If you find yourself struggling with your mental health during this pandemic, you’re not alone. A recent study published by the Centers for Disease Control and Prevention indicated that 31% of adults have been experiencing depression, anxiety, substance abuse, and thoughts of suicide during the pandemic. As if that wasn’t bad enough, the pandemic has also brought some unique challenges to military life – including extended deployments, virtual learning, social distancing, and travel limitations – that have made things more difficult for families all over the world.
Military families pride themselves on their adaptability. Rising to the challenge, however, has been more difficult during the pandemic. A majority of families live far from their immediate families, and so they rely on the support systems formed by the friends they have made at their duty stations. Social distancing rules have placed significant strains on families who rely on these support systems, and for the first time, families feel like they’re really alone. Virtual learning has also placed more stress on families, with children being relegated to learning from their computer rather than in a classroom with their peers. Parents have also been thrust into the role of teacher practically overnight, which has placed a great deal of strain on them and their relationships with their children.
Needless to say, this pandemic has caused many families, including my own, to go into “survival mode”. Our fight-or-flight responses have been in overdrive since March, and now that the pandemic is surging again, we feel like there is no end in sight. Thus, we are doing everything we can to avoid the inevitable feelings of anxiety and despair that await us at the end of our trial. However, most of us have already begun feeling the anxiety and depression that have been associated with this pandemic.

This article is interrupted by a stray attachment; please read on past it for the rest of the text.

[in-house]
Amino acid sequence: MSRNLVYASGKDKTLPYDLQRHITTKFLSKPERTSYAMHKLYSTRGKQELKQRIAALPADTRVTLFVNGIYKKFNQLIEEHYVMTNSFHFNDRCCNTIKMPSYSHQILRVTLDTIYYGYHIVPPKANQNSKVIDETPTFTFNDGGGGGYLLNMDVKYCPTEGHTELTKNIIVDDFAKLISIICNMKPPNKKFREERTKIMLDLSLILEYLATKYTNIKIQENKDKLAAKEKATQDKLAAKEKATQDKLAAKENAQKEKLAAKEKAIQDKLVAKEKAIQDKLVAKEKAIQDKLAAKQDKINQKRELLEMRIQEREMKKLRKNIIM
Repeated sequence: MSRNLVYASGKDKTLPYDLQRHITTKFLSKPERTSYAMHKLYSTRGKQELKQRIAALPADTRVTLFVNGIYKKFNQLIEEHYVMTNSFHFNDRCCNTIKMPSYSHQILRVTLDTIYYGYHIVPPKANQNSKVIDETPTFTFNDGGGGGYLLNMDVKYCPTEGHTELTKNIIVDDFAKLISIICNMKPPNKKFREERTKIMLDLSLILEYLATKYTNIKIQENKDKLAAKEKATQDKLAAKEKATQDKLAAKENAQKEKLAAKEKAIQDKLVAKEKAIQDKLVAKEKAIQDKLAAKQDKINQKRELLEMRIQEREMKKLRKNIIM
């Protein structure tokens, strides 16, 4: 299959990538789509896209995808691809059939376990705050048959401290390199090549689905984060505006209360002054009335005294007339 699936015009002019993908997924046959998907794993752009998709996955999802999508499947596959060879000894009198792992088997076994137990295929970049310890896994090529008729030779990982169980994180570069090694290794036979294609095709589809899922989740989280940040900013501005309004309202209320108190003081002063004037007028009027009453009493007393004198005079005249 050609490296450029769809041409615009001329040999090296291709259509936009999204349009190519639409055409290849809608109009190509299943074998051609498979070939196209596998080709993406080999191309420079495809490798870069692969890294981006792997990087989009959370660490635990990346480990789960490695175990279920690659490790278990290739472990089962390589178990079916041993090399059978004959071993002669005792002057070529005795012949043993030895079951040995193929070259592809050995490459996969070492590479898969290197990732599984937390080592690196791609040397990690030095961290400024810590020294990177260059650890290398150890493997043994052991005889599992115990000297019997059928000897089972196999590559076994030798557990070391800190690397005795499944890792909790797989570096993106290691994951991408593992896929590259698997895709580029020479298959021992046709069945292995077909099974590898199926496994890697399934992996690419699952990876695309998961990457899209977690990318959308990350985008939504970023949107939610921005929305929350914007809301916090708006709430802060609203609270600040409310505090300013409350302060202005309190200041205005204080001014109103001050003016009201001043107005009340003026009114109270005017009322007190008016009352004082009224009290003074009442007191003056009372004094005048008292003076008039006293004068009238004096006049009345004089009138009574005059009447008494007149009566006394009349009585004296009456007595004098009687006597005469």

So, how do we cope when nothing feels normal and the world seems to be crashing down all around us? What do we do when we can’t rely on the things that would normally get us through a crisis? Here’s what I suggest:
Take it day by day.
Chances are, your normal routine has been disrupted by this pandemic in some way. I know that mine has! Instead of throwing in the towel and chalking the day up to being terrible, I advise to aim smaller. Set small goals to achieve each day – whether you aim to wash, fold AND (gasp!) put away laundry in the same day, make something nice for dinner, or finish organizing your office – give yourself something to do. Even if you do nothing else other than keep yourself and your kids, if you have them, alive, consider it a win.
Dance it out!
Did you know that movement helps relieve stress and anxiety? Sounds like the perfect excuse to put on some music and dance it out! Let your kids and spouse join in with you for some added fun! If you don’t like dancing, you can always substitute your favorite workout routine.
Sunlight is good for you. Science says so! If you need a mood boost, consider stepping outside for a while. Play with your kids, walk your dog, or go for a walk/run. Chances are, you’ll come back feeling better than you did earlier.
Be kind to yourself.
These are unprecedented times, and those impossible standards you are holding onto for yourself aren’t working anymore. Take some time for you every day to recharge. Read a good book. Play a video game. Have a hot bath and a glass of wine – whatever it takes! And drink more water. Remember that you are a human being with needs, too, and your worth is not measured by all of the things you do.